Dec 30 7:45 PM

Tips on mitigating travel mishaps

A man looks out onto the runway at Chicago's O'Hare airport.
Oliver Quillia/Al Jazeera America

Lost baggage. Overbooked flights. Flight delays. The stress of these mishaps can make or break your vacation or business trips. Most people who travel by air treat these potential annoyances as the price of flying.

Real Money talked to travel expert Lee Abbamonte tonight about how best to mitigate these problems and deal with them if they occur.

1) Know the status of your flight before going to the airport and check in online. This helps avoid unnecessary wait times.

Travelers pass by a board announcing cancelled flights at the Roissy Charles de Gaulle airport, near Paris.

2) Subscribe to an app like TripIt. TripIt and TripIt Pro can organize your travel plans and keep all your confirmation numbers in one place without a bunch of papers.

TripIt Pro will also send you delay and gate change info right to your phone - it's very helpful and has changed the way I travel.

An airline passenger has her boarding pass and identification papers reviewed by a TSA Officer at a security checkpoint inside Ronald Reagan Washington National Airport, in Arlington, VA.


3) Go with a mental mindset that something might happen, i.e. prepare for the worst and know the mitigating factors such as weather, which airport you are flying to and from (New York City's LGA to Chicago's ORD expect delays), holidays weekends, etc.

A girl sleeps in the departure lounge at Gatwick airport in London, England.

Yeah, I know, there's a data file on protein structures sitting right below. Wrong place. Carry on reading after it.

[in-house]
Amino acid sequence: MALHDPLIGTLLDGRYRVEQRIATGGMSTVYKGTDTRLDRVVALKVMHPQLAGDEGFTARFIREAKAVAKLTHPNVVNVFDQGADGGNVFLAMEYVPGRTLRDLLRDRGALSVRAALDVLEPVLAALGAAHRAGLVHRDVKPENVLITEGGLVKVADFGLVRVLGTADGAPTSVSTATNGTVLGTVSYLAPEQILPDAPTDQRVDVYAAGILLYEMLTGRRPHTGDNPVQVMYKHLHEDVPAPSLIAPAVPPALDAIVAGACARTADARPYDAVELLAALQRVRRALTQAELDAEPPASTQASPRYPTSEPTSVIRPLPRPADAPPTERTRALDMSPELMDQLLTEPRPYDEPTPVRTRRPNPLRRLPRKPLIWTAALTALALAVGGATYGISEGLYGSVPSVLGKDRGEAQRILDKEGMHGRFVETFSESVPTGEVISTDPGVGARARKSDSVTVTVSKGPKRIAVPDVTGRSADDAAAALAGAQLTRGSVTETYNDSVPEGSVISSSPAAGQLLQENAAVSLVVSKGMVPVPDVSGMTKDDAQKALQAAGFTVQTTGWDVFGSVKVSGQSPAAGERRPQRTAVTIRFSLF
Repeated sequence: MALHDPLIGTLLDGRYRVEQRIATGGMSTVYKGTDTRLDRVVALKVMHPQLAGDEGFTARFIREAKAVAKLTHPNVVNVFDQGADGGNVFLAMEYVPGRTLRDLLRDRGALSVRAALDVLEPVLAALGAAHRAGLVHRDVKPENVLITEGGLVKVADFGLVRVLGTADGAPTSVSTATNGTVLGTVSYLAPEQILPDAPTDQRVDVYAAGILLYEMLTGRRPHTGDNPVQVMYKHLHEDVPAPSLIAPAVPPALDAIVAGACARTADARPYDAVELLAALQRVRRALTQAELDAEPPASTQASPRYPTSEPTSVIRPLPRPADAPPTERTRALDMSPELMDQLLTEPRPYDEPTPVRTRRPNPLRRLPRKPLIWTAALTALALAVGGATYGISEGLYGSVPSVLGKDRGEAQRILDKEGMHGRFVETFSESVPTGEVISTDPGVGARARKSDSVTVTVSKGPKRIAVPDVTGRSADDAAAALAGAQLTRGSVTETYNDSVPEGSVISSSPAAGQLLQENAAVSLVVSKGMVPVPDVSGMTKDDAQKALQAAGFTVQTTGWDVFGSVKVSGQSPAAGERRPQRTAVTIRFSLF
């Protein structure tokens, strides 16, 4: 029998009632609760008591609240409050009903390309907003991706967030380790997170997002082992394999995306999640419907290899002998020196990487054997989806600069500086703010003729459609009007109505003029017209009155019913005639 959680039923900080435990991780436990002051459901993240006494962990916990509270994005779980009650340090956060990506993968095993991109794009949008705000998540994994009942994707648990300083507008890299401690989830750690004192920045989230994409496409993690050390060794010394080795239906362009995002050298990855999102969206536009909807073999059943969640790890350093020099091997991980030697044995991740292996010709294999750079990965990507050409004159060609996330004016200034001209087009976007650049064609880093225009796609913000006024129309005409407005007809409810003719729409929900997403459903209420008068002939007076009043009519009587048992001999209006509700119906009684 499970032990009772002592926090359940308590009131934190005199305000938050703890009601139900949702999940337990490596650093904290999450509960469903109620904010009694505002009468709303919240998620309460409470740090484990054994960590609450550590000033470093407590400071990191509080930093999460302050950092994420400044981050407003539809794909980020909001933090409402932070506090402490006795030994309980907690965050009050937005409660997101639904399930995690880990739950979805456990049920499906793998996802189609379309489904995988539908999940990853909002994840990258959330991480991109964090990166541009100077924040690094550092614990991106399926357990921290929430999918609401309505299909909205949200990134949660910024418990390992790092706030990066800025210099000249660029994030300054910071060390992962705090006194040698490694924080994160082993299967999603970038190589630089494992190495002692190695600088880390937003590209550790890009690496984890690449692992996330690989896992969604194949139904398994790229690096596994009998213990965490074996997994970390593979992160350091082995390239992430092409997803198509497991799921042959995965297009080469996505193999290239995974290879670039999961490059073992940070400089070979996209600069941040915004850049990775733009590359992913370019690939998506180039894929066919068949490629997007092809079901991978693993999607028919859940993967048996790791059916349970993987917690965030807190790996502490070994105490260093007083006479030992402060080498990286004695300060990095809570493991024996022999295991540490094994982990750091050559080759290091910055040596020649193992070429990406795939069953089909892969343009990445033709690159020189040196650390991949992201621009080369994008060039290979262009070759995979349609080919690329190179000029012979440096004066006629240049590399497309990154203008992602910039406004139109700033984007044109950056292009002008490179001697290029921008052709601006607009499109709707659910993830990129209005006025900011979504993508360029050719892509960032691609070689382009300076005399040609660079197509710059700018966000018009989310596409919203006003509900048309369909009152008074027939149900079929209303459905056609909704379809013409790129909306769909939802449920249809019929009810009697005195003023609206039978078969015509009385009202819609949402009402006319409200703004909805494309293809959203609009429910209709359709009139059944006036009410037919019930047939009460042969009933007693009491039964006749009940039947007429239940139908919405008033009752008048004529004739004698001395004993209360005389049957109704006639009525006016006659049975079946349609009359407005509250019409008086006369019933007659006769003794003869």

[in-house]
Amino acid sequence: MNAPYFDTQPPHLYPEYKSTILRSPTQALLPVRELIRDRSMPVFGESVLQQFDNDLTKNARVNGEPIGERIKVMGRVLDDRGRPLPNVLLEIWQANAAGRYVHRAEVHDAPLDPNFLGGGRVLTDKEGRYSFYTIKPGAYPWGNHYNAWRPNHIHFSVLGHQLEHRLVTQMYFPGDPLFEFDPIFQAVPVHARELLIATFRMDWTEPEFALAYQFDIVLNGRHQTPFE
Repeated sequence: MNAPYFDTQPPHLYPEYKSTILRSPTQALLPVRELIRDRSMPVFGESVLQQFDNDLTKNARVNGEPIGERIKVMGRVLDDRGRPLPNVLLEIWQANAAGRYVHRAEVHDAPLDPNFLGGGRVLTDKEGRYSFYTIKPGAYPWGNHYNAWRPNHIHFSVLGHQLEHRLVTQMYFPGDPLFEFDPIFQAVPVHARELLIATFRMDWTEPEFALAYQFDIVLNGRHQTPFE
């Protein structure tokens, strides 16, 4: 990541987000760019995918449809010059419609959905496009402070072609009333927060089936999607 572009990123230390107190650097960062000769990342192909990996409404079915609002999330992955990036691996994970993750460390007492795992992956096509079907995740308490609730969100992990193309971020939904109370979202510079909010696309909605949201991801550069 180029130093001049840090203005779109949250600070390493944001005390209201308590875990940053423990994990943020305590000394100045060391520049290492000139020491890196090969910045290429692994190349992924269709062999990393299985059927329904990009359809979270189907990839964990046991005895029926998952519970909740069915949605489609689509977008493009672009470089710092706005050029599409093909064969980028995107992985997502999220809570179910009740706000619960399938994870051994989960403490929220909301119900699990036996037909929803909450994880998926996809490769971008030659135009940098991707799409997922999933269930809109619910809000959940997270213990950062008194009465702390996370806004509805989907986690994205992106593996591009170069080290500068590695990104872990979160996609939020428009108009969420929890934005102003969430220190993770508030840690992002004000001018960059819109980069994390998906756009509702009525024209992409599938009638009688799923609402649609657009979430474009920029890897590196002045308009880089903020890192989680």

Dan Kitwood/Getty Images

4) Have the numbers to your airlines customer service lines, etc. These are critical in getting things expedited in the face of a cancellation or long delay to avoid lines at the airport and rude service people on the ground who are just trying to make everyone go away.

Passengers from Japan Airlines flight 61 to Tokyo argue at the check in area as they attempt to get alternative flights to Japan after one of their plane's jet engines sucked up a cargo container at Los Angeles International Airport.

5) Utilize social media to help get your complaint noticed. Most airlines have dedicated Twitter handles these days and they are extremely active. I find this to be the single best way to complain and get changes done in a timely manner.

Delta Airlines on social media site, Twitter.
Delta on Twitter

6) Be polite. I cannot stress this enough. Whether you are beyond stressed or missing an important connection, being rude to customer service people or gate agents is the single biggest no-no.

They don't care about you and your issues and will help you as minimally as possible, but if you are nice and polite you have a better chance.  

However, if you say something like "Do you know who I am" or "I'll never fly this airline again" you will get nowhere-fast!

A police officer from the Washington Metropolitian Airport Authority helps to solve a traveler traffic jam arriving at Dulles International Airport (IAD) in Sterling, Virgina.

Watch "Real Money" Monday-Friday at 7PM ET/4PM PT on Al Jazeera America.


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